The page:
Over the past four seasons, centre Derick Brassard has become one of the NHL’s most bounced-around players in recent history. Having played with five different teams over the span of four seasons (the New York Rangers, Ottawa Senators, Pittsburgh Penguins, Florida Panthers, and Colorado Avalanche), Brassard has become an NHL journeyman and currently finds himself without a contract for the upcoming season.
Throughout his career, Brassard has been heavily relied upon to provide secondary scoring on second and third lines, therefore given Edmonton’s lack of proven offence in their bottom six, signing the former sixth-overall pick to a professional try-out (PTO) should be a legitimate option general manager Ken Holland should be looking at.
Hole at Third-Line Center
As the Oilers roster sits right now, Swiss import Gaëtan Haas and power forward Jujhar Khaira are penciled in to be competing for the third-line centre vacancy (assuming head coach Dave Tippet will pair Connor McDavid together with Leon Draisaitl and Ryan Nugent-Hopkins will spearhead the second line).
As I mentioned in a recent episode of “The Basement Hockey Podcast”, I am not the biggest fan of NHL teams bringing players exiting, or past, their primes from the Kontinental or Swedish Hockey Leagues to try their luck for the last time in the best league in the world. These players usually end up returning back to their respective leagues after not receiving top-six minutes, thus hitting their ego more-so.
At the age of 27, Haas will provide the Oilers with another right-handed option at the centre position in addition to Kyle Brodziak, but will lack the consistency and durability to play a full 82-game season in a key position. Haas is expected to play key defensive minutes on the penalty kill as well as provide consistent secondary scoring.
Although his two-way game is Haas’ strength, Brassard may be a better option to slot into the third line centre position because of his proven ability to play up and down the lineup, produce, and defend simultaneously throughout his career. Haas did not put up dominating numbers in the lowly NLA, so why should be trusted to produce and defend in a league that is ten times more skilled and competitive?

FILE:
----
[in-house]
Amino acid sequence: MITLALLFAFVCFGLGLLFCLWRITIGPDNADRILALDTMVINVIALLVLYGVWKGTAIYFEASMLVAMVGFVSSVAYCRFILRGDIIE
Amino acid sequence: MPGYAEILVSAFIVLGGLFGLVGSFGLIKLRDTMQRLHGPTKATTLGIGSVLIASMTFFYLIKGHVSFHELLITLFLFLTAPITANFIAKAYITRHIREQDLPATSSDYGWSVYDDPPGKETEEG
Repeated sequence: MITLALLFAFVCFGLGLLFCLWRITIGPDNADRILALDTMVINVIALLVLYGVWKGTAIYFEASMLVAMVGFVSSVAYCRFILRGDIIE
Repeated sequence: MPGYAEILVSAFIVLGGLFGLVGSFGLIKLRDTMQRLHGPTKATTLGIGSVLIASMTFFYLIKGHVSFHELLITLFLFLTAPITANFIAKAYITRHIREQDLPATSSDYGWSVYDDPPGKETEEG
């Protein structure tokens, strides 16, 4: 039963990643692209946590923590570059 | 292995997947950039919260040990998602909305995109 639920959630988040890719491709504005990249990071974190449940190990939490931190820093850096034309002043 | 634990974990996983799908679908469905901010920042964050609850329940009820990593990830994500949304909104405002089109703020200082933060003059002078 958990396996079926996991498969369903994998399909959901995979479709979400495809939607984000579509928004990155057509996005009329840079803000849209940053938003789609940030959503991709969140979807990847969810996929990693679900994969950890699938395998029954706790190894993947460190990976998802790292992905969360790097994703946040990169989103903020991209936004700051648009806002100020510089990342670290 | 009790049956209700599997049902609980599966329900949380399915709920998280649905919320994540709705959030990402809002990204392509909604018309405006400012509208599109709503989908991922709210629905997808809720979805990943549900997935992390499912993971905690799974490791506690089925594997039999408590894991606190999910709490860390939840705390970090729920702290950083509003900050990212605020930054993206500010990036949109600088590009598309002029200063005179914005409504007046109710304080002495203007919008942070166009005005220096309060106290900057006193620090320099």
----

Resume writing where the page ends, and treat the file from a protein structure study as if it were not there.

Jujhar Khaira, on the other hand, is a natural left-wing power forward who would benefit from playing alongside a veteran like Derick Brassard instead of being given more than he can handle on his plate as he has in the past few seasons. Khaira has been one of Edmonton’s only hopeful pieces in the bottom six lately and has shown commendable growth from being put into situations that were out of his reach at his stage of development.
The 212-pound native of Surrey, BC is by far one of Edmonton’s best board-play players and will not be able to win as many battles for the team in the trenches if asked to play centre. Khaira has a unique ability to win contested battles and impose his physical presence in the dirty areas and could certainly create loose puck opportunities off the wing for potential skilled line-mates like Alex Chiasson or Markus Granlund. Jujhar is ultimately needed on the wing, and Brassard would be an ideal line-mate for him as a skilled, proven veteran who could help elevate Khaira’s offensive game.
The Oilers have almost nothing to lose by giving Brassard an opportunity to compete for a roster spot. Being a 32-year-old veteran of the league and having once been able to produce a commendable 40 to 50 points per season, he will certainly be motivated to return to top form, just as new Oiler James Neal will be this upcoming season.
Brassard actually put up four more points than Neal last season (23 points in 70 games versus Neal’s 19 in 63 games) split between three teams, and the Oilers could benefit from having two successful, motivated veterans coming into training camp to not only help drive the compete levels of other players, but hopefully elevate team play and morale to a playoff standard.
Brassard will probably not produce the numbers he did during his time with the New York Rangers, but I think it is acceptable to expect a solid 30 points for a depth player like him with the exceptional offensive capabilities that he has shown in the past. The former 60-point player can also play on both the power play and penalty kill, providing the special teams coaches with a reliable, experienced player to lead on the secondary units in which he can provide stability and skill. The Oilers could also benefit from his respectable face-off pedigree, having averaged a 49.4 winning percentage over the past four seasons, the best stretch of face-offs he has had in his career.
I think it is a reach to expect him to be this year’s version of Alex Chiasson, but the Oilers should definitely invite Brassard into camp to try and earn a spot. I don’t expect Brassard to have a career year like Chiasson did after his pro-try out, but an opportunity to play on the Oilers third line on a team that could benefit from his veteran experience and secondary skill could help the journeyman find a new place for himself in an ever-changing NHL.
If it all works out and Brassard produces about 30 points, I think it is safe to say he would be a highly sought-after depth player in next year’s free agency period and would definitely be able to find a home for himself before this time next summer.